Sometimes I still daydream about the chocolate muffins I used to buy at lunch in high school. Crammed with chocolate chunks and the perfect marriage of crumbly and moist, those chocolate muffins alone got me through tenth grade geometry. Although I’m no longer taking math classes, I am still quite often in the mood for a chocolate muffin, and it’s typically an ASAP situation. Instead of heading to the store, I dump a bunch of ingredients into the blender and press puree. Blender muffins are probably the easiest way to make a tray of muffins in the same amount of time it takes to buy a dozen. Plus, since you’re not paying for packaging or transportation, making your own muffins will certainly be cheaper. 

These oat-based blender muffins have a slightly bumpy texture (as the blender won’t break up the grain completely) and are a bit less sweet than the average breakfast pastry—come on, if I wanted a piece of chocolate cake, I’d just make that. 

Blender muffins are also fully customizable to your taste. Swap bananas for a cup of pumpkin purée or applesauce. Omit the cocoa and add an extra ¼ cup of oats; use almond flour or white flour instead of oats if you’re not into texture. Nix the honey in favor of maple syrup or plain ol’ sugar; ditch the chocolate chips for chopped nuts or fruit, or add all of the above. Just keep in mind not to add too many mix-ins, or the muffins may sink while baking—though it won’t affect the flavor, so go forth and over-stuff your muffins if you so desire.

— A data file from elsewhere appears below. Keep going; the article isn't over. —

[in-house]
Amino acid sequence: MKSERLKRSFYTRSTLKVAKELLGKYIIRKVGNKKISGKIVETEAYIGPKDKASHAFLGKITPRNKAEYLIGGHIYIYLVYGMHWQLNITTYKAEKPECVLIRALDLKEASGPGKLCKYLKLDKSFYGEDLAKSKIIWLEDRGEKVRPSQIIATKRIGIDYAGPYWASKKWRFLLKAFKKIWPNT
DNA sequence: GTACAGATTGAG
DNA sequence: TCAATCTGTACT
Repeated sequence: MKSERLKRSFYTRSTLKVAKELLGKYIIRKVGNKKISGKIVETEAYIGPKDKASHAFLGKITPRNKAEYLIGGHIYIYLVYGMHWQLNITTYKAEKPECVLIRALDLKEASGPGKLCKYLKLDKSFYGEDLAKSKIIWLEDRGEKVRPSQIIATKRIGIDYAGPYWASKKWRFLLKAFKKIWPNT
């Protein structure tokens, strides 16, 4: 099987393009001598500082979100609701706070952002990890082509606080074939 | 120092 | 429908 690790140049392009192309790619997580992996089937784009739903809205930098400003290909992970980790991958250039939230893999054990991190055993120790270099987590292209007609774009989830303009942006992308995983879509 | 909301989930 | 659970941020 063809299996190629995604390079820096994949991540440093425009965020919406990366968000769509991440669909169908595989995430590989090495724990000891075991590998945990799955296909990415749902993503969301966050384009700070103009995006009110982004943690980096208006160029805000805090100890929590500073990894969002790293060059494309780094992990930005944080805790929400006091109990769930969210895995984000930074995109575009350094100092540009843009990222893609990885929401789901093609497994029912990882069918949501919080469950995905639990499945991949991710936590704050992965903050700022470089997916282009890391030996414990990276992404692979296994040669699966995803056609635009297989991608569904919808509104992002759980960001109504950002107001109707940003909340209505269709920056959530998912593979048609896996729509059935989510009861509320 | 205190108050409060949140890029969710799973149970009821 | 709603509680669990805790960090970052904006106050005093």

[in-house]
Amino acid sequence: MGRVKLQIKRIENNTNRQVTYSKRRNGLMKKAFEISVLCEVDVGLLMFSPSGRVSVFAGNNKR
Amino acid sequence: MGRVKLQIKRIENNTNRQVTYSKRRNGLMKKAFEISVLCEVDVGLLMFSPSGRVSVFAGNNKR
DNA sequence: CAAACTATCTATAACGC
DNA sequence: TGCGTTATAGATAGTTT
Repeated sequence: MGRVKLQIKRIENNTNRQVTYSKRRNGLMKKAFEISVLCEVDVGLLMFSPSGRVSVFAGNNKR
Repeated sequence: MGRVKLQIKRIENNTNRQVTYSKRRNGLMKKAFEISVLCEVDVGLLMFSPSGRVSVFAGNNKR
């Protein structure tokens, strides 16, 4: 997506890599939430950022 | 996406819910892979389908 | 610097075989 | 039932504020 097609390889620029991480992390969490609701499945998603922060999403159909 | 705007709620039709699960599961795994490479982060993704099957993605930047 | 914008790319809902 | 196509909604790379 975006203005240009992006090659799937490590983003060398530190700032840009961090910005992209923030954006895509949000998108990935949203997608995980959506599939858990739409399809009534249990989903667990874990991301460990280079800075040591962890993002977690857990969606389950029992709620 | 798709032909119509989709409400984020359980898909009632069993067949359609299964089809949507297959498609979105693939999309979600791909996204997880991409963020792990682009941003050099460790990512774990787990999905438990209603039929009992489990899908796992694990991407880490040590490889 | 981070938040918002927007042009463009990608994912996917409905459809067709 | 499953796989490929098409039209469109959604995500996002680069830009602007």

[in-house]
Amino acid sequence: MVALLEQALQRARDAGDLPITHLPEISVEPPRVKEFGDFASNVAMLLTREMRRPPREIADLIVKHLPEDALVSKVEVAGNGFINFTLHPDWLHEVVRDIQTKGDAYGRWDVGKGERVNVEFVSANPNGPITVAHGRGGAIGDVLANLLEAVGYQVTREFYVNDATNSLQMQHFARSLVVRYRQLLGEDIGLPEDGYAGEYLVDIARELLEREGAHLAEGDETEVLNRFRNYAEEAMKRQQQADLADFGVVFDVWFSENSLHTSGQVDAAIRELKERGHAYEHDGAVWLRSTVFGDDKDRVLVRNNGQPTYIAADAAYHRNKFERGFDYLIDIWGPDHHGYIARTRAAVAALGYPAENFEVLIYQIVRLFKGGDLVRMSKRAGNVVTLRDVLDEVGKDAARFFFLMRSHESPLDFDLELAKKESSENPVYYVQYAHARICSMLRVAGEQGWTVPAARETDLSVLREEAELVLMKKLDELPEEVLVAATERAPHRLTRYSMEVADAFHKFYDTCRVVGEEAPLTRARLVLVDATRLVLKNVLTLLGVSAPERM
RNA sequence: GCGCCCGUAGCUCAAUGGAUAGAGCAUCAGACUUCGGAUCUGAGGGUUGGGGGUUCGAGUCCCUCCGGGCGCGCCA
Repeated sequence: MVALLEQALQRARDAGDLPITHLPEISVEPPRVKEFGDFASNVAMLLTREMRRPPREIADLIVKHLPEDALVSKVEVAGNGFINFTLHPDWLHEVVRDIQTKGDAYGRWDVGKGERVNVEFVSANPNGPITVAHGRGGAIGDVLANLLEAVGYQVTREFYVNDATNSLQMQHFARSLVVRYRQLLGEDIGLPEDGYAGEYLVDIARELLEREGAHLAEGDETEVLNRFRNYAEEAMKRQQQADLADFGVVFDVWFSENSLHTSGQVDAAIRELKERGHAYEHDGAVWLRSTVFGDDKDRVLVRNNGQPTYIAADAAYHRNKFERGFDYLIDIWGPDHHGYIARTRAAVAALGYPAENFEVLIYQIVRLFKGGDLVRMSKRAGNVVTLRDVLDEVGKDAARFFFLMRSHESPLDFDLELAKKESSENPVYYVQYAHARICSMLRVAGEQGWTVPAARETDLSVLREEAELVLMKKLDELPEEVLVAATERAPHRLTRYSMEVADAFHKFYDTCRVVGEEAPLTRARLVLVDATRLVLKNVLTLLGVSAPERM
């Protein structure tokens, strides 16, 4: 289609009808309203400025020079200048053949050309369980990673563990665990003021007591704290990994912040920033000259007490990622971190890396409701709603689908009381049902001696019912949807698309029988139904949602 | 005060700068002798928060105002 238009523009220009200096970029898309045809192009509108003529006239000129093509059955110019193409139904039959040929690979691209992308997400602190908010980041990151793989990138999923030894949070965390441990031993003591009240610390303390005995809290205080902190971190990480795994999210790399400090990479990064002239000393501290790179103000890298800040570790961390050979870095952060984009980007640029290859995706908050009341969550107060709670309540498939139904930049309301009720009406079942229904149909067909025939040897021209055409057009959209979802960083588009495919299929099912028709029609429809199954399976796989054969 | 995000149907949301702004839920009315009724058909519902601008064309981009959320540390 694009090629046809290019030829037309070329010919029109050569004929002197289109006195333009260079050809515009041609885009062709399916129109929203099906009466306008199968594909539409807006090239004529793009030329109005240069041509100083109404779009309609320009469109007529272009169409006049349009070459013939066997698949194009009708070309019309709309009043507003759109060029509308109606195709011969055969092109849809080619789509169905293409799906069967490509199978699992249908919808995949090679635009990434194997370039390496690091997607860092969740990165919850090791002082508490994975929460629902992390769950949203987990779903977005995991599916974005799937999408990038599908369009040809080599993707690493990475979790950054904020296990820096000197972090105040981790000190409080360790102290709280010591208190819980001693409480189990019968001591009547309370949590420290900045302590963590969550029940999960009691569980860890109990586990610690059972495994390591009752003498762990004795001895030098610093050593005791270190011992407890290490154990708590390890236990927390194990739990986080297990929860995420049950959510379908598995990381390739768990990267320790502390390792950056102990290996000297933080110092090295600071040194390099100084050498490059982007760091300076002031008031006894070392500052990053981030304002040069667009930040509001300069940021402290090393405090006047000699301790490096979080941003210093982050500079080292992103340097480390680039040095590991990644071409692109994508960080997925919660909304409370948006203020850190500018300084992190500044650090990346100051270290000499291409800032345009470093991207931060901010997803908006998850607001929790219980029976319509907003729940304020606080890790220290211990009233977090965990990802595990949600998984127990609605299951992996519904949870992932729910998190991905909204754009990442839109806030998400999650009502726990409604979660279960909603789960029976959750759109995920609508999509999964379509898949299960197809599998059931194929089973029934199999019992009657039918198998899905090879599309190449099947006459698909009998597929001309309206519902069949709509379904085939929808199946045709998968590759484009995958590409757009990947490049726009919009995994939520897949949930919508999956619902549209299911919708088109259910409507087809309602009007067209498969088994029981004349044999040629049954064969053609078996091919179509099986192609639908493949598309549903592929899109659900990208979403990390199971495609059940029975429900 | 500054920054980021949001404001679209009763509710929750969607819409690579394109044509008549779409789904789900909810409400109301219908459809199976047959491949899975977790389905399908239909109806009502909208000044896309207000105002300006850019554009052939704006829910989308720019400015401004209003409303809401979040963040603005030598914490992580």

Now get baking. Preheat your oven to 350°F and generously grease a 12-cup muffin tin with cooking spray. Set a blender (preferably a high-powered one) on its stand and throw in 2 very ripe bananas, 2 eggs, 1 cup of full-fat yogurt, and ¼ cup honey. Blend the mixture until barely combined, about 10 seconds, give or take a few.

Next, sprinkle in 1¾ cups rolled oats, ¼ cup cocoa powder, 2 teaspoons baking powder, 1 teaspoon baking soda, a couple pinches of kosher salt, and a good splash of either almond or vanilla extract. Blend the mixture until it’s mostly smooth, 30-45 seconds, depending on your blender’s power.

Throw in a large handful of roughly-chopped chocolate chips, and stir the muffin batter with a spoon. Pour that delightfully muddy mixture into the prepared muffin tin and bake for 15 minutes, or until a toothpick comes out clean.

Let the muffins cool in the tin for at least 5 minutes, then turn out onto a wire rack, loosening with a knife if they’re being stubborn. Pour yourself a cup of coffee and transfer a few still-warm muffins to a plate. Slice the muffins open and smear with almond or peanut butter and raspberry jam if you know what’s good for you.